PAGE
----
‘meaning in a text can only ever be understood in relation to other texts; no work stands alone but is interlinked with the tradition that came before it and the context in which it is produced’ (Allen, 2000, p. i)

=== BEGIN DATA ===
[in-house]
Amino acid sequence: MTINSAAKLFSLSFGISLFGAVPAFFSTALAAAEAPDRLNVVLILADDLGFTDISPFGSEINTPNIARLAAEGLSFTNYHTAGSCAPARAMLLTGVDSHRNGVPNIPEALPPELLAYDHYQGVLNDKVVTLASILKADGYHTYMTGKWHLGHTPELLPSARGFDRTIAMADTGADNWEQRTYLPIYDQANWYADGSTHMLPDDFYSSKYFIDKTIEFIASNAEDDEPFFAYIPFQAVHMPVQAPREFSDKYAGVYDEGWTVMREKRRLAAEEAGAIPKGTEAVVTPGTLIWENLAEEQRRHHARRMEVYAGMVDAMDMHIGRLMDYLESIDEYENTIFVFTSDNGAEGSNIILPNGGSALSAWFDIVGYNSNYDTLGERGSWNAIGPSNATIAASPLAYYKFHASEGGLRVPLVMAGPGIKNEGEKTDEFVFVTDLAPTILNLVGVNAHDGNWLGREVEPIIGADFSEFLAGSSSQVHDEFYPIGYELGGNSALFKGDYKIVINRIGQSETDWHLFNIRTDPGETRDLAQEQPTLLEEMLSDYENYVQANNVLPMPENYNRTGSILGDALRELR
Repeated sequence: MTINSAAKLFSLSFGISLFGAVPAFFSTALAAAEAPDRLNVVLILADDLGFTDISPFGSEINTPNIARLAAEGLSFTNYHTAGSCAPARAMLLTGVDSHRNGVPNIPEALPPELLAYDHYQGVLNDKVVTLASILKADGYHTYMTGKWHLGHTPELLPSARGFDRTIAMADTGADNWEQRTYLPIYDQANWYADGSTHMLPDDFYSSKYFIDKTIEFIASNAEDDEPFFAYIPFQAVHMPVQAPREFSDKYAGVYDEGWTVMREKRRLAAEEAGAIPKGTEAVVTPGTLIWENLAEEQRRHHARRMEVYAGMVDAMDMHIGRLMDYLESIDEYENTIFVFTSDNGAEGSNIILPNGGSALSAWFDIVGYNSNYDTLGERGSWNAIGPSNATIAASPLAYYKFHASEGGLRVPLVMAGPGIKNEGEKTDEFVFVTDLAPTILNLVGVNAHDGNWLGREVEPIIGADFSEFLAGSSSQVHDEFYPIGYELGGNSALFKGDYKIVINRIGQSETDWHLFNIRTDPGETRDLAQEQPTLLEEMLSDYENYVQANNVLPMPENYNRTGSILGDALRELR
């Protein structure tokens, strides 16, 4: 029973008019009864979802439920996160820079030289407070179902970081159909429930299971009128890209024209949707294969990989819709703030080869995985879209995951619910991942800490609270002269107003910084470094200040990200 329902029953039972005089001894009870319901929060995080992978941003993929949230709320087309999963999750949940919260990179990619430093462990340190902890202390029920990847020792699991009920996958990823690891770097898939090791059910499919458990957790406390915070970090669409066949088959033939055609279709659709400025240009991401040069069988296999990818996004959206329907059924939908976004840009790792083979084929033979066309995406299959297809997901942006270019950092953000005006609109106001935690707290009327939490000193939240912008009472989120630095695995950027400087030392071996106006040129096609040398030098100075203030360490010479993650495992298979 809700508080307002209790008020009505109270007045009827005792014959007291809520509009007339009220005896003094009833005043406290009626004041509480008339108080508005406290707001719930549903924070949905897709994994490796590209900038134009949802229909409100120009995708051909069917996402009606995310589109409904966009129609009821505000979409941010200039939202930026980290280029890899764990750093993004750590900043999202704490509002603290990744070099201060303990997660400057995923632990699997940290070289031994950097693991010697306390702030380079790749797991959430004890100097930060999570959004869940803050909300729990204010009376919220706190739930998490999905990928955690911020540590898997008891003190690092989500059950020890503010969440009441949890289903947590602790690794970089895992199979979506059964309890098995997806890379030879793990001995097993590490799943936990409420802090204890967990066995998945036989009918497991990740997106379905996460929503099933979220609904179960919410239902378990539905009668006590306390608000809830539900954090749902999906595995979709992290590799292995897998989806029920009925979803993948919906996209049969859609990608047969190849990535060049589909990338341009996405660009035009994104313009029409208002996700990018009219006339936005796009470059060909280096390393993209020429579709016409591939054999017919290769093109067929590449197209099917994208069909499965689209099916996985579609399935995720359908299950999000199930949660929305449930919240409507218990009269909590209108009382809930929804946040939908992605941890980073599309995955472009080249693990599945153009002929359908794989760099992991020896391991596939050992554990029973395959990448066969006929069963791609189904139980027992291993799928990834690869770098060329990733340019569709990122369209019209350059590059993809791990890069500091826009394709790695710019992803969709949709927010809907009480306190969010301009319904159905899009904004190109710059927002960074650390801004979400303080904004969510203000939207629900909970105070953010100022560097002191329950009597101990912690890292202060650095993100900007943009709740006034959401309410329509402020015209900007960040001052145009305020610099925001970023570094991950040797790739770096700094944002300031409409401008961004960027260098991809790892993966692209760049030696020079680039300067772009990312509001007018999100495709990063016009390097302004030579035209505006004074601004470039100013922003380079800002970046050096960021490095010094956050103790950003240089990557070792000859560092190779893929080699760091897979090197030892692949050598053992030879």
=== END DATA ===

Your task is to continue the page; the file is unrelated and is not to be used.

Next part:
“Put simply, and if we adapt the theory to video games, games can only be understood in relation to other video games. […] This argument could be pushed further. One could add that derivatives from games – such as ports, rereleases, emulation and fan fictions – use their direct ancestor, the original version, as intertext. The concept of intertextuality also accounts for the influences of other sources. ‘The systems, codes and traditions of other art forms and of culture in general are also crucial to the meaning of a work of literature’ (Allen, 2000, p. 1). In other words, to truly understand literature, or in this case video games, one must also look to other media that influence the design and creation of the games. Like text, video games are not only influenced by other games but also by culture and other art forms.” (Guay-Bélanger, “Assembling Auras.”)